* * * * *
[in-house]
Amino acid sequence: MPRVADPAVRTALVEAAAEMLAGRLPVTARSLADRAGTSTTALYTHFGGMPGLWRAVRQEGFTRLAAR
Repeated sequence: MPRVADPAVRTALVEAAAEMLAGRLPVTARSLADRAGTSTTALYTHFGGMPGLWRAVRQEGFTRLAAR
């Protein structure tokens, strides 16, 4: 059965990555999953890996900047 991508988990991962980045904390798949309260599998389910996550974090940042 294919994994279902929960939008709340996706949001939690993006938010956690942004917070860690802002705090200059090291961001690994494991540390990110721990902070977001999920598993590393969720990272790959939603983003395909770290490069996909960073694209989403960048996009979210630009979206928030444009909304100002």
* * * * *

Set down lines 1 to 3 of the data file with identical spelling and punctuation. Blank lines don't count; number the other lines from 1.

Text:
[in-house]
Amino acid sequence: MPRVADPAVRTALVEAAAEMLAGRLPVTARSLADRAGTSTTALYTHFGGMPGLWRAVRQEGFTRLAAR
Repeated sequence: MPRVADPAVRTALVEAAAEMLAGRLPVTARSLADRAGTSTTALYTHFGGMPGLWRAVRQEGFTRLAAR